“We want you to know that dear Judith will be with us always in our hearts and minds, as a very special and wonderful friend, who had unique gifts of warmth and empathy and loving kindness. We are fortunate to have her with us as part of our lives.” (Pat and Fred)

“Judith has been a wonderful, loyal and selfless friend for so many years that I still find it difficult to imagine that I can’t pick up the phone and chat with her about our grandchildren. She had a strength and serenity that made her a very special person.” (Cynthia)

“Judith was such a wonderful woman and bore the illness with incredible braveness. Her warm generous spirit and her sense of fun and her lovely face will always be with me.” (Terry)

“We shall always remember Judith for her gentle nature and optimism. She never once complained or seemed downcast. We are sure that all who knew her loved her for her sunny nature, kindness and hospitality.” (Len and Rita)

“I am very sorry that Judith had to go through such a long and painful illness. Life can be quite merciless in this respect, but she bore it with great fortitude. Judith was always very sweet to me, and I shall remember her for all her kindness over many years.” (John)

“it was a privilege to know Judith. She was such a lovely lady and a strong person and I shall miss her enormously.” (Maureen)

“Judith was loved by all who knew her; kind, pure of heart; a unique lady.” (Rita)

“Judith’s love, kindness and compassion, to say nothing of her sense of humour will live on in our memories.” (Val and Steve)

“Judith was a dear, dear friend who was much loved. She will be greatly missed but not forgotten as she leaves us with many very happy memories.” (Janet and Richard)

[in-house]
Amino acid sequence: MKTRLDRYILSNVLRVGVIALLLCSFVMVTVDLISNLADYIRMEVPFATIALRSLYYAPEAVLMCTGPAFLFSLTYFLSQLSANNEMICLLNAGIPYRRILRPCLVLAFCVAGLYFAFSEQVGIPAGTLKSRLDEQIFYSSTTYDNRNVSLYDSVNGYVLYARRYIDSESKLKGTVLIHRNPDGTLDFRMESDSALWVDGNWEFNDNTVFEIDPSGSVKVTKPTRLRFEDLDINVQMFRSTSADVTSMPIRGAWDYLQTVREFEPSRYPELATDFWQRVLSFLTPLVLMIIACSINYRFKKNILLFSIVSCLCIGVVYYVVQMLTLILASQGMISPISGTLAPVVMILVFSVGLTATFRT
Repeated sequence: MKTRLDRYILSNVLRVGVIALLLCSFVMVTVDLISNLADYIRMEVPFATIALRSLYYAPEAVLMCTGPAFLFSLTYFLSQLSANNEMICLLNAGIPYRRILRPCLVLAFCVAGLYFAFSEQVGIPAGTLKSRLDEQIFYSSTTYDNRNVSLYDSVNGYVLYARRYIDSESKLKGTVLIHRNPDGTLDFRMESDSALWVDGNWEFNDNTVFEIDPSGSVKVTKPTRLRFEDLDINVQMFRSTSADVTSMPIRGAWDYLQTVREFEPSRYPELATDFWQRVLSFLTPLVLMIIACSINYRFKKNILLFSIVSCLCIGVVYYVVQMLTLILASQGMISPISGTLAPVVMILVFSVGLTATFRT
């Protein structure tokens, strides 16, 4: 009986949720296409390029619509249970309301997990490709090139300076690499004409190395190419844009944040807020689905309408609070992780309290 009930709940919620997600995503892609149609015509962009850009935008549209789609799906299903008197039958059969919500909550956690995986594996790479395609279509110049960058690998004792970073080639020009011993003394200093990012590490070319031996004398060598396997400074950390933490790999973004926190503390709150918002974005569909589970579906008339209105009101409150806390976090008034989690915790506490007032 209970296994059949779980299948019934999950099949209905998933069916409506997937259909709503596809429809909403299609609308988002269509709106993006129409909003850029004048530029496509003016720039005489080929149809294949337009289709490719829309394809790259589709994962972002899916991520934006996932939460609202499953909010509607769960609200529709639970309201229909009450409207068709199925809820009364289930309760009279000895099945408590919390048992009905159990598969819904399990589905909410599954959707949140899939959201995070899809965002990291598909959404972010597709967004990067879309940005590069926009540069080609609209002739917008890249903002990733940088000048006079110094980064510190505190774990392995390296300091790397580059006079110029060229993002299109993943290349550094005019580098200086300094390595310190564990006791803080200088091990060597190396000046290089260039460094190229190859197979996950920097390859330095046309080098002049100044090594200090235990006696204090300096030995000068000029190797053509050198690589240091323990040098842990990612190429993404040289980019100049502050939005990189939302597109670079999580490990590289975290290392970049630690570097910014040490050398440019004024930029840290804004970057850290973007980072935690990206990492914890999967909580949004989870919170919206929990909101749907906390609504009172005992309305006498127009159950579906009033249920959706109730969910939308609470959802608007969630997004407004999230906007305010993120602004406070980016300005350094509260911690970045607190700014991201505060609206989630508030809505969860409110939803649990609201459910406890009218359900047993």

“Judith was a wonderful lady with a great sense of humour and a zest for life.” (Janice and Phil)

“She was a really lovely lady with so many good qualities, it would be difficult to mention them all.” (Carole)

“She truly was a remarkable and wonderful lady” (Emma)

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Guest Stephen Turner

John, my heartfelt condolences to you and your Family for your loss.

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Judith left this poem for me to find after her death:

Miss Me But Let Me Go

When I come to the end of the road

And the sun has set for me,

I want no rites in a gloom-filled room.

Why cry for a soul that is free?

Miss me a little, but not too long

And not with your head bowed low,

Remember the love

that we once shared

Miss me-but let me go.

For this is a journey

that we all must take,

And each must go alone,

It's all a part of the master plan

A step on the road home.

When you are lonely and sick of heart,

Go to the friends we know.

And bury your sorrows

in doing good deeds,

Miss me-but let me go.

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Judith left this poem for me to find after her death:

Miss Me But Let Me Go

When I come to the end of the road

And the sun has set for me,

I want no rites in a gloom-filled room.

Why cry for a soul that is free?

Miss me a little, but not too long

And not with your head bowed low,

Remember the love

that we once shared

Miss me-but let me go.

For this is a journey

that we all must take,

And each must go alone,

It's all a part of the master plan

A step on the road home.

When you are lonely and sick of heart,

Go to the friends we know.

And bury your sorrows

in doing good deeds,

Miss me-but let me go.

there are few words that adequately express at times like this. I did not know your wife but by her above words (noticeably absent of fear) its plain to see she was more than prepared for what she faced (as we all shall face one day). She had the time to prepare, emotionally and spiritually -- we can thank GOD you were present during the difficult times and displayed the support a life partner needs during those last moments.... She's on her way to another tomorrow - always beyond the horizon, her thoughts will never leave you, she's in good hands.

Take care John Simkin,

David Healy

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amen

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We very recently suffered a sudden, immediate family loss..

At such times we are replenished with our memories.

Please, accept our sincere condolences..and prayers..

Moore family.